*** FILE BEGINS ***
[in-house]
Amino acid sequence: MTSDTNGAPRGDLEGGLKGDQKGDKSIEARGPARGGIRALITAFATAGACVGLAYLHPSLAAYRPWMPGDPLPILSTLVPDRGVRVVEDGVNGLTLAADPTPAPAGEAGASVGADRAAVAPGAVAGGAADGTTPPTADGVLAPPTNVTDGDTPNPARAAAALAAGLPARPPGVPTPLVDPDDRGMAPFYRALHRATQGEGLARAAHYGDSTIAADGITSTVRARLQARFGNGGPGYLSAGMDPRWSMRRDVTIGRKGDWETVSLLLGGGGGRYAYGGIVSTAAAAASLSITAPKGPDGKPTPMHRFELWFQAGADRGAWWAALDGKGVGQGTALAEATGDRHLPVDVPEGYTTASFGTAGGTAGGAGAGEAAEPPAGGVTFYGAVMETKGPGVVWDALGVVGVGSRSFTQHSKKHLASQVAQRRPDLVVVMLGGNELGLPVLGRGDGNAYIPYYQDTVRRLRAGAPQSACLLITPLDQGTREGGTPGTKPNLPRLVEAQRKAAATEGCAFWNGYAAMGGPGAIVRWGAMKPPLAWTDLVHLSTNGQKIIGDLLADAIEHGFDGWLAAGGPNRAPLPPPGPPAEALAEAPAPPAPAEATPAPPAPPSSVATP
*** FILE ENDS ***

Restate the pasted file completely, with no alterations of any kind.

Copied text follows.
[in-house]
Amino acid sequence: MTSDTNGAPRGDLEGGLKGDQKGDKSIEARGPARGGIRALITAFATAGACVGLAYLHPSLAAYRPWMPGDPLPILSTLVPDRGVRVVEDGVNGLTLAADPTPAPAGEAGASVGADRAAVAPGAVAGGAADGTTPPTADGVLAPPTNVTDGDTPNPARAAAALAAGLPARPPGVPTPLVDPDDRGMAPFYRALHRATQGEGLARAAHYGDSTIAADGITSTVRARLQARFGNGGPGYLSAGMDPRWSMRRDVTIGRKGDWETVSLLLGGGGGRYAYGGIVSTAAAAASLSITAPKGPDGKPTPMHRFELWFQAGADRGAWWAALDGKGVGQGTALAEATGDRHLPVDVPEGYTTASFGTAGGTAGGAGAGEAAEPPAGGVTFYGAVMETKGPGVVWDALGVVGVGSRSFTQHSKKHLASQVAQRRPDLVVVMLGGNELGLPVLGRGDGNAYIPYYQDTVRRLRAGAPQSACLLITPLDQGTREGGTPGTKPNLPRLVEAQRKAAATEGCAFWNGYAAMGGPGAIVRWGAMKPPLAWTDLVHLSTNGQKIIGDLLADAIEHGFDGWLAAGGPNRAPLPPPGPPAEALAEAPAPPAPAEATPAPPAPPSSVATP